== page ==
Commercial hybridizing is a process by which new, marketable plants are developed with particularly desirable qualities. Hybrids are developed for disease resistance, size of plant, flower, or fruit, increased flowering, color, taste, or any reason a plant might be considered special. Most modern plants currently available to home gardeners are hybrids.
What Is a Hybrid Plant?
A hybrid plant is the result of cross-pollinating two different plant varieties and then growing the seeds that the cross produces. The plant that grows from that seed is considered a hybrid. Hybrids are actually quite popular. For instance, Meyer lemons are hybrids: They're a cross between a lemon tree and Mandarin orange tree.
How Plants Are Hybridized
To create a hybrid, pollen from one variety of plant is transferred to the flower of another variety. Before doing so, the breeder has to decide which plant to use as the female (the pistil) and which he wants to take pollen from (the stamen, male parts). The pistil is pollinated manually. To prevent the plants from self-pollinating, all the stamens have to be removed from the plants that are going to pollinate. The fruits that form as a result of this cross-pollination are harvested and the seeds are collected.
Getting to the desired result can take years of cross-pollination. First-time crosses are grown out the following year and the plants they produce are evaluated. If they meet expectations, the cross will be repeated and the seeds will be marketed the following year. But it can take many years before a hybrid with the desired traits is even created. If the resulting plants are disappointing, the breeder is back to square one.
Even when the breeder has a winner, the process continues. Seeds for popular commercial hybrids, like Sungold and Early Girl tomatoes, have to be crossed, harvested, and saved every year. These are called F1 hybrids, for first generation, because they are the direct product of a cross. The breeder who first creates a hybrid owns the rights to it, which is why they can be more expensive than non-hybrid (open pollinated) plants. Breeders guard the parentage of their hybrids closely.
Success growing hybrid plants in the garden is no more difficult than growing non-hybrids (open-pollinated plants). In fact, many of the most popular varieties of garden plants are hybrids because they have proven to be top performers in the garden.
Meyer lemon trees are a hybrid plant created by crossing a regular lemon tree with a mandarin orange tree. A favorite amongst chefs, the resulting fruit is sweeter, the flesh is dark yellow, and the skin is thin and smooth.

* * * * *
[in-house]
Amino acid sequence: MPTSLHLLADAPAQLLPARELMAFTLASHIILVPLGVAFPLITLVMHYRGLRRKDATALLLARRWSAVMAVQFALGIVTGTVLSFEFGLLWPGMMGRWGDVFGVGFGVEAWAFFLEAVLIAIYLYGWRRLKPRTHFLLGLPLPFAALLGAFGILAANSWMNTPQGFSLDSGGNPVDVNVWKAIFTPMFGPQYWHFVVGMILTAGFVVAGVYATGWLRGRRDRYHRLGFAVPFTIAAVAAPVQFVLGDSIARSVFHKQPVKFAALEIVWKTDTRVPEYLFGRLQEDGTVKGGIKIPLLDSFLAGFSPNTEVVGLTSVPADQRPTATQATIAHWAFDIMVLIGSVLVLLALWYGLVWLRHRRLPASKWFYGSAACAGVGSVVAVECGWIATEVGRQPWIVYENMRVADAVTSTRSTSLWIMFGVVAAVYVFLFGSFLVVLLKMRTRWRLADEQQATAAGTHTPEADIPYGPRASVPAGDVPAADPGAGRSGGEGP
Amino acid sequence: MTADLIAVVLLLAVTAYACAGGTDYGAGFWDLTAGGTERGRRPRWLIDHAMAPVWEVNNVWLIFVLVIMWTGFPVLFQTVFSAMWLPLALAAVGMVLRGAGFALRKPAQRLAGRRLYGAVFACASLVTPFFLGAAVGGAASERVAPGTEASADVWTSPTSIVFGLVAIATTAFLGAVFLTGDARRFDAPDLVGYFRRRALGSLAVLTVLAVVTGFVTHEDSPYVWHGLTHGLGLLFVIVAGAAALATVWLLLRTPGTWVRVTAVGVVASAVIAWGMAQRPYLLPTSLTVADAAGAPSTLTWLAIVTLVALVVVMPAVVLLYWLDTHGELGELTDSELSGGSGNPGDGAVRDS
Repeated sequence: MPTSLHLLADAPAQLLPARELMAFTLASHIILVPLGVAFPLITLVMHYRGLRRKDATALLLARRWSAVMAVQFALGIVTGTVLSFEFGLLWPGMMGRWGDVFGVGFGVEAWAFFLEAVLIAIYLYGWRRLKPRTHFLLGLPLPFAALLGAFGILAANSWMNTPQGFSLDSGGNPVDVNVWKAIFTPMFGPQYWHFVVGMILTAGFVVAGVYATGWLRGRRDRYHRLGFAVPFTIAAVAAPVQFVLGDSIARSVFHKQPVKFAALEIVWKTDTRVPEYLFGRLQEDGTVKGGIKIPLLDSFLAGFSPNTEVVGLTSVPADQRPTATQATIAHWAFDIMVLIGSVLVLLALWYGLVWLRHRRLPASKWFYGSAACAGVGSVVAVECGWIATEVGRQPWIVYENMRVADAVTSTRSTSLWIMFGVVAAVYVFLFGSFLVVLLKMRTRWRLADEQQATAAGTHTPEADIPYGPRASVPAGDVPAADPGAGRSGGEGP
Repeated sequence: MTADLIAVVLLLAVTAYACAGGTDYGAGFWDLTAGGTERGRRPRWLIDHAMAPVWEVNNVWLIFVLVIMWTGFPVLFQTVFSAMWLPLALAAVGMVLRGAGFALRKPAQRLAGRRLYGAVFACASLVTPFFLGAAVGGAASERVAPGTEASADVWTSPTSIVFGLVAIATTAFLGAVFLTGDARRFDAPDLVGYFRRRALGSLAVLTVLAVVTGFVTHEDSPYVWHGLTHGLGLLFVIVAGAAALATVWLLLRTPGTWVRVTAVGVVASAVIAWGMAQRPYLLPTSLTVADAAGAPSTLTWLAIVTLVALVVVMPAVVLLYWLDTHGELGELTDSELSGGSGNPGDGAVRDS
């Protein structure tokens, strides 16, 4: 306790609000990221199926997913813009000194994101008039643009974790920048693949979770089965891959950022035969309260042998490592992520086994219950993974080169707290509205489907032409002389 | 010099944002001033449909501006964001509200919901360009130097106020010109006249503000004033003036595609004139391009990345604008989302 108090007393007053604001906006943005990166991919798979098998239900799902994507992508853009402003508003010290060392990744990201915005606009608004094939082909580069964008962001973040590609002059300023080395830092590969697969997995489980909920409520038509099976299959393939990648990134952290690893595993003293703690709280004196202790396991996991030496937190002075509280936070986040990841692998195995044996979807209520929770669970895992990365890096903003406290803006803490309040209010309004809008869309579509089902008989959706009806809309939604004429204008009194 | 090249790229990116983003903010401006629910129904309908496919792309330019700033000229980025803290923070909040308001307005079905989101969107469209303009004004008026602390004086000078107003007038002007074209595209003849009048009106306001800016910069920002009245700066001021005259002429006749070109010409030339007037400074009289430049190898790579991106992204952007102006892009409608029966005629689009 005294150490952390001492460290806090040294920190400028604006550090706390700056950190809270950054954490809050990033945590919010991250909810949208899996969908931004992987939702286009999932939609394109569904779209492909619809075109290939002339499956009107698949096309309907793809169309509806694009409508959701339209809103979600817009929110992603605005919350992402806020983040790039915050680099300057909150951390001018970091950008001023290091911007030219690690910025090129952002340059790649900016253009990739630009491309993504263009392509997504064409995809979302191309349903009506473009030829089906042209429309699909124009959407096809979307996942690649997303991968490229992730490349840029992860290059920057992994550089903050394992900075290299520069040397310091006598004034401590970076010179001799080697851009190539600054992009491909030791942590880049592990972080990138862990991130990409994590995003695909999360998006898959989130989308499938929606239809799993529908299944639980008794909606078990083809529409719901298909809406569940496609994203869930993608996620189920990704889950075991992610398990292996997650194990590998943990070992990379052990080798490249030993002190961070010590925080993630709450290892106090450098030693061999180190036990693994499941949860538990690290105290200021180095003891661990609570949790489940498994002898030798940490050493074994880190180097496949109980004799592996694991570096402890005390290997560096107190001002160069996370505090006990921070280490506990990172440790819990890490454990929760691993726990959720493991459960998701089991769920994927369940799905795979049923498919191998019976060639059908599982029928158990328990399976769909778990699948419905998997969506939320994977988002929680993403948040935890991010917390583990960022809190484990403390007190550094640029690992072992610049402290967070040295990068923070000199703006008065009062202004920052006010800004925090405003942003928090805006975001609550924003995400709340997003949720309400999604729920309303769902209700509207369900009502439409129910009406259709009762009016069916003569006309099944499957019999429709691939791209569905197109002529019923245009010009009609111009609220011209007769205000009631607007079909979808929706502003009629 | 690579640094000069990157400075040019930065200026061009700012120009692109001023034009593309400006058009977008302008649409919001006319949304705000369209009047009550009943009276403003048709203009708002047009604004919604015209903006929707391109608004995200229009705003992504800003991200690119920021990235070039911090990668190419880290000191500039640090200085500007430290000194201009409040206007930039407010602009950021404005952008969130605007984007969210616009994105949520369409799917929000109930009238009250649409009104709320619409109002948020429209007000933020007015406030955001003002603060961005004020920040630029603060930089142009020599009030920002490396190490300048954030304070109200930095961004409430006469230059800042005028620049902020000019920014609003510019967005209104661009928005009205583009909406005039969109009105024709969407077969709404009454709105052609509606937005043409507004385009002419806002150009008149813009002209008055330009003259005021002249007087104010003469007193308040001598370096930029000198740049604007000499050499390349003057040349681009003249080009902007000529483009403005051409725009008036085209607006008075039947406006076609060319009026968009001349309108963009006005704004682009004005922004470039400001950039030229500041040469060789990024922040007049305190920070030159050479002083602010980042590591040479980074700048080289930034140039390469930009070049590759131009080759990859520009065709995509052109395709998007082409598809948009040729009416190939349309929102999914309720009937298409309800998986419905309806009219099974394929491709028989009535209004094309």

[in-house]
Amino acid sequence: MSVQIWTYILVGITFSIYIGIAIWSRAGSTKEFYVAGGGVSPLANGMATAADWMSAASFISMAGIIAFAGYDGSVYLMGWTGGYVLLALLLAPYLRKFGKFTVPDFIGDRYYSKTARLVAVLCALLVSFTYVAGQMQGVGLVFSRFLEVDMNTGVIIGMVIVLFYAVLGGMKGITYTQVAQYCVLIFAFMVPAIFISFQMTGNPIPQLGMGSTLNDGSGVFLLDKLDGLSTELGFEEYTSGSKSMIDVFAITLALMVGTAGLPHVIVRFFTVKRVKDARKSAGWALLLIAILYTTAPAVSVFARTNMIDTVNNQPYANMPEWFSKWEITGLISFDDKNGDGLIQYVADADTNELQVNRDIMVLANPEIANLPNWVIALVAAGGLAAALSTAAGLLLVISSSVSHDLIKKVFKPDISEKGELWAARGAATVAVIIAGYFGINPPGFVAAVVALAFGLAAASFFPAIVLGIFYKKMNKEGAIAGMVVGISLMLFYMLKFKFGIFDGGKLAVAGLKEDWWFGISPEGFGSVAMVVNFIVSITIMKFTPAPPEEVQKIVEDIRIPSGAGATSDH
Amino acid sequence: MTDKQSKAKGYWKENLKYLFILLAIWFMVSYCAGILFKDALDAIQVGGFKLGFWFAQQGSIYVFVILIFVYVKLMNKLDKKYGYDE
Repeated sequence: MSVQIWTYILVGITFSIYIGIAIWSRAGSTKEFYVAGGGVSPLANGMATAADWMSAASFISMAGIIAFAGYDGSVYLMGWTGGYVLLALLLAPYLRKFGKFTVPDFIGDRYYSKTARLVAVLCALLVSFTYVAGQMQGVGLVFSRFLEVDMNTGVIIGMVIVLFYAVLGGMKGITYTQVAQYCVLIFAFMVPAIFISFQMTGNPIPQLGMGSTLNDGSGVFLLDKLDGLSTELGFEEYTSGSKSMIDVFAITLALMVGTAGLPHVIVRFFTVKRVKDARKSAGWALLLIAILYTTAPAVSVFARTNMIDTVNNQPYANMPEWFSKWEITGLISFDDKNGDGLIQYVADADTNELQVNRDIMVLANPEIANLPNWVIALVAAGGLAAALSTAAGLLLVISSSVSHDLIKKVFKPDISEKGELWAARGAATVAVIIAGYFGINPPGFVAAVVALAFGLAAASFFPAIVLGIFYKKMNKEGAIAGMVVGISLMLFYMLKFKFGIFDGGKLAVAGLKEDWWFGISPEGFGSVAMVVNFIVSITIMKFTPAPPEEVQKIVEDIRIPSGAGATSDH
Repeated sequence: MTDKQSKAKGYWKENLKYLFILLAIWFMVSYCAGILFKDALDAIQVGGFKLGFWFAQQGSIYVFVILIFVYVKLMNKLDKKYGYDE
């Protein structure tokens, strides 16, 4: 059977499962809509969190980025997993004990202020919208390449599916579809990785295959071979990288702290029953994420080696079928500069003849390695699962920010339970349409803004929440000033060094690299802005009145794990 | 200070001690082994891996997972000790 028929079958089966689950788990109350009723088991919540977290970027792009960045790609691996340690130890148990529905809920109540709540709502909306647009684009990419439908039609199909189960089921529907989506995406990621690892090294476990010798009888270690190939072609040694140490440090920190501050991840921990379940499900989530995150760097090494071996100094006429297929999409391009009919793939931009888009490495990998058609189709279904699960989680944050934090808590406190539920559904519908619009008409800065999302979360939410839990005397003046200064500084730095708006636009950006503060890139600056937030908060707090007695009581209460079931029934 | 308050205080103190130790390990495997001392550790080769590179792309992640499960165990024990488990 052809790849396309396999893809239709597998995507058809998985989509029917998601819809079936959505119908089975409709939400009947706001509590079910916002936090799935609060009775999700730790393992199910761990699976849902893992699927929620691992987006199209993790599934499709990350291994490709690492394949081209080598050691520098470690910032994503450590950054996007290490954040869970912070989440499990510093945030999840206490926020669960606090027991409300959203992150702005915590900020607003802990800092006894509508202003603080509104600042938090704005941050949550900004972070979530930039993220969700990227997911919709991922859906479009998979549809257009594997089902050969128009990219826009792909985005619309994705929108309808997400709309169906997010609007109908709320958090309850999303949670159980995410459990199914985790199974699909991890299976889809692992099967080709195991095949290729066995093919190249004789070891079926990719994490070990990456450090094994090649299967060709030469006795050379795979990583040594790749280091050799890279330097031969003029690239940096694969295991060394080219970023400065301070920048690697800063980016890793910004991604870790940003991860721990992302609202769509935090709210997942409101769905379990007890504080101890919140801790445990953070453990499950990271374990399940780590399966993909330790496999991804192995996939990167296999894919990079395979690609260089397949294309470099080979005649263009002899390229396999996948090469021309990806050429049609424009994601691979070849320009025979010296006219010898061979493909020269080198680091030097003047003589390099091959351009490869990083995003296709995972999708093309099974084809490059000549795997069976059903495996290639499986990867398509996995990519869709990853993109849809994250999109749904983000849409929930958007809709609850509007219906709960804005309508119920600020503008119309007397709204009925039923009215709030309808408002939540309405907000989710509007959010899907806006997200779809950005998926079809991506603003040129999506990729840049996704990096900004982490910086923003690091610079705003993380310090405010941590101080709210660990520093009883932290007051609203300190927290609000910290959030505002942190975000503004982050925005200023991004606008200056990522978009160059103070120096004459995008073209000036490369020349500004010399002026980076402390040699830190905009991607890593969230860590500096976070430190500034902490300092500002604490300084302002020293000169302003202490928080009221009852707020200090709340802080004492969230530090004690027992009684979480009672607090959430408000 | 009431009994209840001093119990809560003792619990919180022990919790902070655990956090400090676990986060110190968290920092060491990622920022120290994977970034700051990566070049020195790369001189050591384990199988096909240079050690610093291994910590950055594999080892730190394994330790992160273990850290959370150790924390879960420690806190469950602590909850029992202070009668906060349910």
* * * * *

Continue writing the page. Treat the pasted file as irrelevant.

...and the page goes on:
What Happens When You Plant Seed From Hybrid Plants?
Because hybrids are a cross between varieties, the seed produced by hybrids will not grow true to seed. Seedlings grown from a hybrid could exhibit traits of one or both parent plants or be something totally surprising. Sometimes the seed is sterile and does not grow at all.
This doesn't mean you can't save and experiment. You could be totally delighted with the new plants. Just don't get attached to them, because you may never see plants like that again.
Once a Hybrid, Always a Hybrid?
It is possible for the hybrid seed to be stabilized and become an open pollinated plant so that it continually grows true to type. The process involves growing out several generations of seed, carefully selecting only those that are identical to the parents and discarding the rest. However many non-hybrid seeds are a result of this painstaking process.
Are Hybrid Plants Unnatural?
Most hybrid plants are intentional crosses, but hybridization can occur in nature. In fact, it happens quite often. Two nearby plants of different species can be cross-pollinated by insects or the wind and the resulting seed simply falls on the soil and grows into a hybrid. Few of the flowers and vegetables we grow today are in their original wild form. In nature, hybrids are hit or miss. Commercial hybrids come about after a great deal of work and many attempts are discarded if they do not produce the desired results.
Whether the cross occurs naturally or intentionally, do not confuse hybrids with genetically modified plants (GMO), which are created using techniques such as gene cloning. Hybrids are simply two plants that cross-pollinated.